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Cambodia (Lonely Planet Country Guides) Paperback – 1 Aug 2008
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Nobody covers the world like Lonely Planet.' --New York Post, May 2004 --This text refers to an alternate Paperback edition.
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However, many travellers in Asia who I've met have commented that 'there didn't seem like there was much to do in Cambodia apart from Siem Reap and Phnom Penh', and this (I believe) is probably a result of 'lonely planet syndrome'. Beyond these two destinations (and a few on the coast near phnom penh, the book treats the rest of the country very briefly, which may leave the impression that these areas aren't worht visiting. Evidently, this is because these areas simply are not touristy - and is what you'd expect from a guidebook like this (so no discrdit whatsoever to the author). But, all I'd say is don't let this put you off. I spent three months travelling the country, largely following reccomendations from locals as I went, and found many areas barely mentioned in the book but which were more than worth exploring. For example, a highlight of my trip was a trek in Botum Sakor national park, an outstandingly beautiful (and large) national park which isn't even mentioned at all in the guide (as far as I can tell). Cambodia has a huge amount to offer any traveller - you could easily spend years exploring the country - so please (please) don't flick through the lonely planet and decide its only worth a few days.
The other main problem is that Cambodia is a rapidly changing country and as such even a one month old guide would probably be out of date. Yes - the LP Cambodia says that you can get to town X in 40 mins by share taxi for $Y, but thats only a rough guide. Roads change, prices change, new public mini bus services arise and die out, and a new hotel / housing development / factory is built right over that lake that you're looking for. Its useful as a guide - but don't make the mistake of thinking that everything it says is some kind of enshrined fact.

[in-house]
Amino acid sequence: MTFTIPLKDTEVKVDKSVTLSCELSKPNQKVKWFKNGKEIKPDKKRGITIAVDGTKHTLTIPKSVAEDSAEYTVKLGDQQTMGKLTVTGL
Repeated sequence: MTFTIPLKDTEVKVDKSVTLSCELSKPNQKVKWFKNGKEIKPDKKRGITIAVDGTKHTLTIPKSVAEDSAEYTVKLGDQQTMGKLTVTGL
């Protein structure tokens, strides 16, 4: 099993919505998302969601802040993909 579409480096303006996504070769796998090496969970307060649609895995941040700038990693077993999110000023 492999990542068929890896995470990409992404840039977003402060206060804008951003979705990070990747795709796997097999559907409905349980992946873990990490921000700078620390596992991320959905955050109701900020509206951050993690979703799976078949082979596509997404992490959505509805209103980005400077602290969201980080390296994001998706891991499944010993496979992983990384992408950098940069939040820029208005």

Finally, watch out for some of the guesthouse reccomendations. Occasionally owners find out they are in the lonely planet and stop caring because they have a guranteed customer base for the next four years. I found this several times. If the guesthouse doesn't match up to the LP's glowing description - move on. There's always a freindly, clean, well run guesthouse around the next corner in Phnom Penh and Siem Reap.
Overall I'd say this is a sturdy travel guide and very useful, and reamins by far the best guide on Cambodia for the average tourist and traveller - but I would warn against assuming that it is covers everything and sticking to its reccomendations like glue, because if you do you may never get to see the real country. And if you find yourself in an area which isn't really in the LP - don't assume that you should leave for somewhere that is.